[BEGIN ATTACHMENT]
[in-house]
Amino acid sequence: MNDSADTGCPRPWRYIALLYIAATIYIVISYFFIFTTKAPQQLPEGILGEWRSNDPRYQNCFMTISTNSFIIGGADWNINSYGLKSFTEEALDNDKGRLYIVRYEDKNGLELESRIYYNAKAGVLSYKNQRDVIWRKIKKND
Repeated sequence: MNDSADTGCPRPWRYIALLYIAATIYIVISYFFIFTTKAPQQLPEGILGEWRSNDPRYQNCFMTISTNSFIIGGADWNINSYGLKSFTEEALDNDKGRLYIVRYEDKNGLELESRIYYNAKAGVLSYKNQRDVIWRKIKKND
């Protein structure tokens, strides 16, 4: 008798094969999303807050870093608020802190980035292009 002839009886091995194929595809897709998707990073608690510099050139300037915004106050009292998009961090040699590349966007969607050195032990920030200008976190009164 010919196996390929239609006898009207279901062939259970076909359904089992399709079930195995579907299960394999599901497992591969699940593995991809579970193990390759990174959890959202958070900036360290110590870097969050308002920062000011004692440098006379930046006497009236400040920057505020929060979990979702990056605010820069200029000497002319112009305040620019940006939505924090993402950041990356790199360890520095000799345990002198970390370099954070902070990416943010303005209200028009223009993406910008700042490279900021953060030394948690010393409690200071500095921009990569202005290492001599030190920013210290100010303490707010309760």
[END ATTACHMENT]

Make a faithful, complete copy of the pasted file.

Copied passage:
[in-house]
Amino acid sequence: MNDSADTGCPRPWRYIALLYIAATIYIVISYFFIFTTKAPQQLPEGILGEWRSNDPRYQNCFMTISTNSFIIGGADWNINSYGLKSFTEEALDNDKGRLYIVRYEDKNGLELESRIYYNAKAGVLSYKNQRDVIWRKIKKND
Repeated sequence: MNDSADTGCPRPWRYIALLYIAATIYIVISYFFIFTTKAPQQLPEGILGEWRSNDPRYQNCFMTISTNSFIIGGADWNINSYGLKSFTEEALDNDKGRLYIVRYEDKNGLELESRIYYNAKAGVLSYKNQRDVIWRKIKKND
């Protein structure tokens, strides 16, 4: 008798094969999303807050870093608020802190980035292009 002839009886091995194929595809897709998707990073608690510099050139300037915004106050009292998009961090040699590349966007969607050195032990920030200008976190009164 010919196996390929239609006898009207279901062939259970076909359904089992399709079930195995579907299960394999599901497992591969699940593995991809579970193990390759990174959890959202958070900036360290110590870097969050308002920062000011004692440098006379930046006497009236400040920057505020929060979990979702990056605010820069200029000497002319112009305040620019940006939505924090993402950041990356790199360890520095000799345990002198970390370099954070902070990416943010303005209200028009223009993406910008700042490279900021953060030394948690010393409690200071500095921009990569202005290492001599030190920013210290100010303490707010309760």